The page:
A Curious Incident — About two weeks ago I received an email from Provost Joan Lorden regarding one of the plays sponsored by the Blumenthal Performing Arts Center. As she explained to me in her email, the Blumenthal had arranged to bring a touring production of The Curious Incident of the Dog in the Night-Time to Charlotte, and they were looking for moderators to lead a discussion of the play after each performance. The Provost asked if I would be willing to serve as one of the moderators, and I said yes.
This past Sunday evening I went to the play and then led the group discussion after the performance. Afterwards, I reflected on the various ways that this experience related to my personal and professional life. This play is based on a young-adult novel by Mark Haddon, and both the novel and the play are told from the perspective of a fifteen-year-old boy who has Asperger’s Syndrome.
My father had Asperger’s Syndrome, so much of the play resonates with my memories of my father. Like the central character in the play, my father was brilliant in terms of certain academic subjects, but he had a great deal of trouble relating to people on an emotional basis. In a way, I had a sense that this play was as much about my father’s troubled adolescence as it was about the experiences of the central character.
Experiencing this play also tied directly to my work as a children’s literature professor. In fact, I directed Victoria White’s honors thesis last semester on the value of teaching the novel to high school students. I was very pleased to see Victoria and another of our English honors students show up for the discussion after the performance. Having two of our honors students participating in this discussion underscored for me the many ways in which our teaching and our community service interrelate.
Finally, this play, more so than the novel, relates to my longstanding research interest in narrative play. At a key moment in the play, the central character works out his plans for a trip to London through the use of play objects, such as a train set and toy buildings. For this character, manipulating these play objects helps him build a personal narrative that gives his life direction and meaning.
In the various roles that we play within the university, we tend to separate our personal life, our teaching, our community service , and our scholarship. However, as my recent experience at the theater demonstrates, all of these aspects of our lives all come into play with one another. As Shakespeare once said, the play’s the thing.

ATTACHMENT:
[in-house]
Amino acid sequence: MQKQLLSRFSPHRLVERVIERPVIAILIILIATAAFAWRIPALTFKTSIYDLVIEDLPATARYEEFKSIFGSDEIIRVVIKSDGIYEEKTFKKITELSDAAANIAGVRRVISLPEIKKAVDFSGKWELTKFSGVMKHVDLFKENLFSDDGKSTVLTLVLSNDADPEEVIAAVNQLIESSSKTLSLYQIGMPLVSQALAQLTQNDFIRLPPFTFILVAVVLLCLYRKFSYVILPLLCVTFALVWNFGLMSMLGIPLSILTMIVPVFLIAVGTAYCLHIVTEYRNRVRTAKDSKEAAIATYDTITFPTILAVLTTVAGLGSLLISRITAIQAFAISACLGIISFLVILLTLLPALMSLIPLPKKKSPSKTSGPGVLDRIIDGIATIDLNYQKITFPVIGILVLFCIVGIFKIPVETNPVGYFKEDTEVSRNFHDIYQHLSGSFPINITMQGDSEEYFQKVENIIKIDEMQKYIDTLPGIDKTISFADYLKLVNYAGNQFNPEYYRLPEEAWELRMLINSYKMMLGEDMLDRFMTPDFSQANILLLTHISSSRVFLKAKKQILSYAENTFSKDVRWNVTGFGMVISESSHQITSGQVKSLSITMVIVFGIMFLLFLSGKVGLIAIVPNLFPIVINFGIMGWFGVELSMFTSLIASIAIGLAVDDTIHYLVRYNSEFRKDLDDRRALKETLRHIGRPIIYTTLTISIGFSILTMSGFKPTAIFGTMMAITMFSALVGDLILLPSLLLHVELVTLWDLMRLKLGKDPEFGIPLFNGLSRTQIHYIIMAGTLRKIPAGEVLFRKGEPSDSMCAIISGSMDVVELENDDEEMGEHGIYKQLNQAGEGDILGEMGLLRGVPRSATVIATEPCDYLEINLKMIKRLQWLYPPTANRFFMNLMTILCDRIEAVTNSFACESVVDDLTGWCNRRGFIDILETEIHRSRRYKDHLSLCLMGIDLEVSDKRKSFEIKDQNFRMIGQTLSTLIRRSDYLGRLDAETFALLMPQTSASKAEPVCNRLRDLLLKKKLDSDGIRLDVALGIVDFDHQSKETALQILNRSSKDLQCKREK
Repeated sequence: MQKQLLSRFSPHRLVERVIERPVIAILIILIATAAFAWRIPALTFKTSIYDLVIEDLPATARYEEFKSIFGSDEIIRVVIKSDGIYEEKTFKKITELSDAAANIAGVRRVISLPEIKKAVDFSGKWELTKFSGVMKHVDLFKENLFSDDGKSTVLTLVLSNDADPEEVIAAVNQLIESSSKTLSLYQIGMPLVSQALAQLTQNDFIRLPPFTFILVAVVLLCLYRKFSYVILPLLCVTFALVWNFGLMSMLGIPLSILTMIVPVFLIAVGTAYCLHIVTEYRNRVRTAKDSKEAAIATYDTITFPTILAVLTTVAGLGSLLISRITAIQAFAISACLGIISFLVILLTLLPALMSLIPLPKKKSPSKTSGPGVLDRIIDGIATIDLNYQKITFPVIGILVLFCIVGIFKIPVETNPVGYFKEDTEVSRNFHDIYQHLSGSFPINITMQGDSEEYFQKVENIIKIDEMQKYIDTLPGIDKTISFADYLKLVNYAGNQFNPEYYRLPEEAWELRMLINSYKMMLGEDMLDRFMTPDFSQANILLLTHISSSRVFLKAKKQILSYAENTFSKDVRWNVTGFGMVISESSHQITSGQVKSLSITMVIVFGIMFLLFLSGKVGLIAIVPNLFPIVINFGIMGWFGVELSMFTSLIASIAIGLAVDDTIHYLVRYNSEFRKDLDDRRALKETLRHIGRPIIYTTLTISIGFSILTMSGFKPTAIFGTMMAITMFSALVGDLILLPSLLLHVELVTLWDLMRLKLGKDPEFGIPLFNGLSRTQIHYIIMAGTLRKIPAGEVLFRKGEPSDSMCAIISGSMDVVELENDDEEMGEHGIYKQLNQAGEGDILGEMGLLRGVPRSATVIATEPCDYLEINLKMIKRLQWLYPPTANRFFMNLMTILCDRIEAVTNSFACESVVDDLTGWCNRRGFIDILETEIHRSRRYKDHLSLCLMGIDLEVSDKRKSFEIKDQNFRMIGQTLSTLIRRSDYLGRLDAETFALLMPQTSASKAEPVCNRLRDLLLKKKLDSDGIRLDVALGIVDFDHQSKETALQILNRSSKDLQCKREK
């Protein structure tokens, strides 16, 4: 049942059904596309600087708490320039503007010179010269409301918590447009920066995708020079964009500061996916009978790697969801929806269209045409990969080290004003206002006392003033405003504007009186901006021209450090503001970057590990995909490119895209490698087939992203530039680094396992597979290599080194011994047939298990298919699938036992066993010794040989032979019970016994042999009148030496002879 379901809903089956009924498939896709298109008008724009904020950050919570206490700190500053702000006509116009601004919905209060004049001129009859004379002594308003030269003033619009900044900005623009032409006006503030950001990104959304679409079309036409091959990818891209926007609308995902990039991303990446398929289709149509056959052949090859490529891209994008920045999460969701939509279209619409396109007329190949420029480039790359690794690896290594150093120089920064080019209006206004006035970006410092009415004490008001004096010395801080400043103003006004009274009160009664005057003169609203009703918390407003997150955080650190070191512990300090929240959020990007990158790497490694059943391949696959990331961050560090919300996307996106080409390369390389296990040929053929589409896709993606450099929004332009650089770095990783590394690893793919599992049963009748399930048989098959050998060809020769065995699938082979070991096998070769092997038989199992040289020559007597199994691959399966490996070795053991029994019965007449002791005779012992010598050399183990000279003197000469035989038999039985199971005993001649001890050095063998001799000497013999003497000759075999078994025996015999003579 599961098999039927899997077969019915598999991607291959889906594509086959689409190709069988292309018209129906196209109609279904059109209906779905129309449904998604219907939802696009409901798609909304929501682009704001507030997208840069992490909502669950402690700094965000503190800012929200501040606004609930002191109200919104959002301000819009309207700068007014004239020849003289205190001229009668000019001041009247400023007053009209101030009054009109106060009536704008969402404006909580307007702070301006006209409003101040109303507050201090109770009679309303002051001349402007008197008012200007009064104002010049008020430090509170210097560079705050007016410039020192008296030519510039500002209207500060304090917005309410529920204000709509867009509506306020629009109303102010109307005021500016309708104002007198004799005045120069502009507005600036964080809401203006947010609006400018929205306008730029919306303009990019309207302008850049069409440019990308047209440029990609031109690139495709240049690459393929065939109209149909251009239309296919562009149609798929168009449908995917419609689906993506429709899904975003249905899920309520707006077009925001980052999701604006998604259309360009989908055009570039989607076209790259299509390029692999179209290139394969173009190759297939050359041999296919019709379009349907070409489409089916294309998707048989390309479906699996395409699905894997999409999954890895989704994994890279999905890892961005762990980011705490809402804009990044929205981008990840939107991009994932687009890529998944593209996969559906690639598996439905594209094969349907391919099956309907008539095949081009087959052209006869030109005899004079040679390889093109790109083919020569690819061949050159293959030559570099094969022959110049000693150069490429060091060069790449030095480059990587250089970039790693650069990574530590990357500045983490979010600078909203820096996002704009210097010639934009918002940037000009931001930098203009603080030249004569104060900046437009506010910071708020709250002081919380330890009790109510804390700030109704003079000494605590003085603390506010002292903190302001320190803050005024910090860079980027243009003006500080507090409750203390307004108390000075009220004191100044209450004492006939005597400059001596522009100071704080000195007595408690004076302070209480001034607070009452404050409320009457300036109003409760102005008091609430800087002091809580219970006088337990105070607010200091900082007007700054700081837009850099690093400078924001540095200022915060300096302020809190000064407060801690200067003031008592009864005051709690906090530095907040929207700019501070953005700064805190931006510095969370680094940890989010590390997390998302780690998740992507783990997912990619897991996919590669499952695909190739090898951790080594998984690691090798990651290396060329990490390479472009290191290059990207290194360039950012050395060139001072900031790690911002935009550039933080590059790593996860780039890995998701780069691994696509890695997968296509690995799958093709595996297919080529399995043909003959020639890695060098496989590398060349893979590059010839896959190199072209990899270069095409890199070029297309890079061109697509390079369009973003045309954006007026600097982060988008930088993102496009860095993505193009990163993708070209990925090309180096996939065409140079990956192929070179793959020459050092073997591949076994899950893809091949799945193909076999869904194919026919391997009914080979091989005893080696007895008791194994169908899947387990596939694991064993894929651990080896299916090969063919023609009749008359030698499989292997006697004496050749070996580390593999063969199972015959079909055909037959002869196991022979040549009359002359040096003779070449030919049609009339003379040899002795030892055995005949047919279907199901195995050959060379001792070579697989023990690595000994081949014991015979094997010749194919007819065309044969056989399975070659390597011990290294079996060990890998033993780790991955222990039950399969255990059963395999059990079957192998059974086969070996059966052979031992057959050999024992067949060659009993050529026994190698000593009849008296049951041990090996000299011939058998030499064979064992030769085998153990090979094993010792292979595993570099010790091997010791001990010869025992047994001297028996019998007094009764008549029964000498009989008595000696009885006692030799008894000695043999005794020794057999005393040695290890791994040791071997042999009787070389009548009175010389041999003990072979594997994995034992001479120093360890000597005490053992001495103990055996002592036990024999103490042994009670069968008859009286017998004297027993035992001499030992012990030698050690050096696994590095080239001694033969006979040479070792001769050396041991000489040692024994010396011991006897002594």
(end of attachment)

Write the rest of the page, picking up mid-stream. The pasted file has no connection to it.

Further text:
Kudos — As you know, I like to use my Monday Missives to share news about recent accomplishments by members of our department. Here is the latest news:
Boyd Davis recently gave plenary presentation titled “English for Specific Purposes in Technology-Based Healthcare and Training” at the 2017 International Symposium on English Professional Communication and Instructional Technology, which took place at the National Kaohsiung University of Applied Sciences.
Upcoming Events and Deadlines— Here is information about upcoming events.
Feb. 22 — Alan Rauch will will give a presentation titled “Fantastic Beasts and Why You Find Them” on February 22, 2017, at 4:00 pm in the Halton Reading Room in the Atkins Library. For more information on his talk, please click on the following link: https://library.uncc.edu/FantasticBeastsEvent
Feb. 24 — The English Department meeting will take place on February 24 from 11:00 to 12:30 in the English Department Conference Room.
Feb. 24 — Jennifer Munroe will give a faculty talk titled “Shakespeare, Ecofeminism, and the Power of the Not-Yet Known” on February 24 from 1:00 to 2:00 in the English Department Conference Room.
Feb. 24 — The Children’s Literature Graduate Organization (CLGO) is sponsoring a day-long conference of social issues in children’s and young adult literature on February 24from 10:00 to 3:00 in Cone 268.
Quirky Quiz Question — In The Curious Incident of the Dog in the Night-Time, the central character is investigating a crime. What is the crime that he is investigating?
Last week’s answer: Quicksilver
Evan Peters, the star of American Animals, played the role of a mutant in two recent X-Men movies. Does anybody know the name of the character whom he played in these two films?